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Evolution of radiographic damage in ankylosing spondylitis: a 12 year prospective follow-up of the OASIS study
  1. Sofia Ramiro1,2,
  2. Carmen Stolwijk3,4,
  3. Astrid van Tubergen3,4,
  4. Désirée van der Heijde5,
  5. Maxime Dougados6,
  6. Filip van den Bosch7,
  7. Robert Landewé1,8
  1. 1Department of Clinical Immunology and Rheumatology, Academic Medical Centre, University of Amsterdam, Amsterdam, The Netherlands
  2. 2Department of Rheumatology, Hospital Garcia de Orta, Almada, Portugal
  3. 3Department of Medicine, Division of Rheumatology, Maastricht University Medical Centre, Maastricht, The Netherlands
  4. 4School for Public Health and Primary Care (CAPHRI), University of Maastricht, Maastricht, The Netherlands
  5. 5Department of Rheumatology, Leiden University Medical Centre, Leiden, The Netherlands
  6. 6Rheumatology B Department, Paris-Descartes University, Cochin Hospital, Paris, France
  7. 7Department of Rheumatology, University of Ghent, Ghent, Belgium
  8. 8Department of Rheumatology, Atrium Medical Centre, Heerlen, The Netherlands
  1. Correspondence to Dr S Ramiro, Department of Clinical Immunology and Rheumatology, Academic Medical Centre, University of Amsterdam, Meibergdreef 9, PO Box 22660, 1100 DD Amsterdam, The Netherlands; sofiaramiro{at}gmail.com

Abstract

Objectives To describe the evolution of radiographic abnormalities of the spine in patients with ankylosing spondylitis (AS).

Methods Patients with AS were followed prospectively with 2 yearly radiographs for 12 years. The modified Stoke Ankylosing Spondylitis Spine Score (mSASSS) was scored by two readers (R1 and R2). New syndesmophytes at uninvolved vertebral corners were computed. Radiographic progression was investigated using generalised estimating equations.

Results 809 radiographs (presenting 520 at 2 yearly intervals) from 186 patients (70% men, mean age 43 (SD 12) years, mean 20 (SD 12) years since symptom onset and 83% HLA-B27 positive) were included. Mean mSASSS at baseline was 11.6 (16.2). While the course of progression in individual patients was highly variable, and still occurred in patients with decades of symptom duration, mean 2 year progression was 2.0 (3.5) mSASSS units. Over the entire follow-up, at least one new syndesmophyte was found in 55% (R1) and 63% (R2) of patients (38% (R1) and 39% (R2) of all intervals). In 24% of patients (39% of intervals), there was no progression. A progression ≥5 mSASSS units occurred in 22% of patients (or in 12% of intervals). At the group level, a linear time course model fitted the data best, with a constant rate over the entire 12 year interval of 0.98 mSASSS units/year. Radiographic progression occurred significantly faster in men, in HLA-B27 positive patients and in patients with a baseline mSASSS≥10.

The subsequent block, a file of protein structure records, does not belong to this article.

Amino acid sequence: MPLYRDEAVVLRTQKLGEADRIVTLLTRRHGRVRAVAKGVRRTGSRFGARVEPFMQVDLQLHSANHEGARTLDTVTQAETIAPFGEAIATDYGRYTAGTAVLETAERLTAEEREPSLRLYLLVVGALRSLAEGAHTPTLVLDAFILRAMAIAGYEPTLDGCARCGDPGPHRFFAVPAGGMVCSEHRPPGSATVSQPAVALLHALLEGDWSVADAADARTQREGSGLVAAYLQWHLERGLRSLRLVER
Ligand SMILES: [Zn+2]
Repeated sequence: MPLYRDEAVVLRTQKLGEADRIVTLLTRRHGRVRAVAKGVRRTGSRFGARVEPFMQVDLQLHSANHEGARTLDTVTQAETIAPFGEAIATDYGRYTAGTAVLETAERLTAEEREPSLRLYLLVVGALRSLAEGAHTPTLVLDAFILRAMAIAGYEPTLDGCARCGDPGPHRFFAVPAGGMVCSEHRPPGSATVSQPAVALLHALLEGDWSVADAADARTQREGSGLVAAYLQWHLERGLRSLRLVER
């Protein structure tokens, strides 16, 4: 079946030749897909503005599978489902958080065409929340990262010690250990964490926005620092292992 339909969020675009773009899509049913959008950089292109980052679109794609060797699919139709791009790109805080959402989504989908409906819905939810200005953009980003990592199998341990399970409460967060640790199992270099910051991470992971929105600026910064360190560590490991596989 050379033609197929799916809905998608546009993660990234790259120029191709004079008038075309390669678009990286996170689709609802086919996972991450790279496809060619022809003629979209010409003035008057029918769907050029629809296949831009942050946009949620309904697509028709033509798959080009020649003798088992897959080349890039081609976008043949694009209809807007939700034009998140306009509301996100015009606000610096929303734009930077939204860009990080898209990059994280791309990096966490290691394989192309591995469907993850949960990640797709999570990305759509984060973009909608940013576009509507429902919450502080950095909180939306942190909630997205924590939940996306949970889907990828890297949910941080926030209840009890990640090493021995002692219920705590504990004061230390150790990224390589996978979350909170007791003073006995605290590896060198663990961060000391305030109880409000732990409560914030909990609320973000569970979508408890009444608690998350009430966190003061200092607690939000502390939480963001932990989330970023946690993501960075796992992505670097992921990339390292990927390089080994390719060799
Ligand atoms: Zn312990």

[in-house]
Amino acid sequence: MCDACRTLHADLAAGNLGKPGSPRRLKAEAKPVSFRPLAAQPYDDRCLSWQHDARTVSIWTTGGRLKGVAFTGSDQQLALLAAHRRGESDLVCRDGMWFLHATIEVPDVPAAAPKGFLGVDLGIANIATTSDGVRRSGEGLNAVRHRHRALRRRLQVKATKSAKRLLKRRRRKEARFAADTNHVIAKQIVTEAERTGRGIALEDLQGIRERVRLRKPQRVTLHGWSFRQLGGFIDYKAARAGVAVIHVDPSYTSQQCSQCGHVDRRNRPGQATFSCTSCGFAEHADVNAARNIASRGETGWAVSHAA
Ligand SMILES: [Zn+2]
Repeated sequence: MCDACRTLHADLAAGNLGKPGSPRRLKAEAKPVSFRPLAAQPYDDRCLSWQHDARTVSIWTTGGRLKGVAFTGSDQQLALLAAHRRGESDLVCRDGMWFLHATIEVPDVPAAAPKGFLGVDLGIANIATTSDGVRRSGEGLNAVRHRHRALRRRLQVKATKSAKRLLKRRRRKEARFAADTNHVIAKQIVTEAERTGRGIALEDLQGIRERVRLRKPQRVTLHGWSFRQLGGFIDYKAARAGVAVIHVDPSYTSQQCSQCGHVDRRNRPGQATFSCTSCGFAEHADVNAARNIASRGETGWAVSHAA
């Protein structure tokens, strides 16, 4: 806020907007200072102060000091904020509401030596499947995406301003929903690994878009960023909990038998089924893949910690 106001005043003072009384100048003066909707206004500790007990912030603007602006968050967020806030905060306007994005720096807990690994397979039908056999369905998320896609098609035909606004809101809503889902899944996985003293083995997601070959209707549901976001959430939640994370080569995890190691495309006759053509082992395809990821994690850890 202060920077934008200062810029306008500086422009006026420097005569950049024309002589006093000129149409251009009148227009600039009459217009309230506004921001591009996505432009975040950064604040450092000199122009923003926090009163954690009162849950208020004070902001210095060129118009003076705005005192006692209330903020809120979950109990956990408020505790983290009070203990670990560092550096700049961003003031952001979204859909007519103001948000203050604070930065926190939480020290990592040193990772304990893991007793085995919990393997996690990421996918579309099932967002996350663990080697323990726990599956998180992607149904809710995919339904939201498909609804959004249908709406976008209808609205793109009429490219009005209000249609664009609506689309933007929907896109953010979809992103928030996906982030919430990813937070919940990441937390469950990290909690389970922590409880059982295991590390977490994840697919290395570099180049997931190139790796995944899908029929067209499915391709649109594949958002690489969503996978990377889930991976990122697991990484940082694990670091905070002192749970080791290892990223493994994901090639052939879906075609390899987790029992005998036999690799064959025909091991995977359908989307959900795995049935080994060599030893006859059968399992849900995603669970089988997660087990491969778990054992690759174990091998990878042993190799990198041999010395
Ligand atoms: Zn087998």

Conclusions Long term radiographic progression in AS is highly variable in the individual patient, more severe in HLA-B27 positive men and still occurs after decades of disease. At the group level, however, progression in AS follows an approximately linear course.

  • spondyloarthritis
  • ankylosing spondylitis
  • radiographic damage
  • outcome measures
  • mSASSS
  • syndesmophytes

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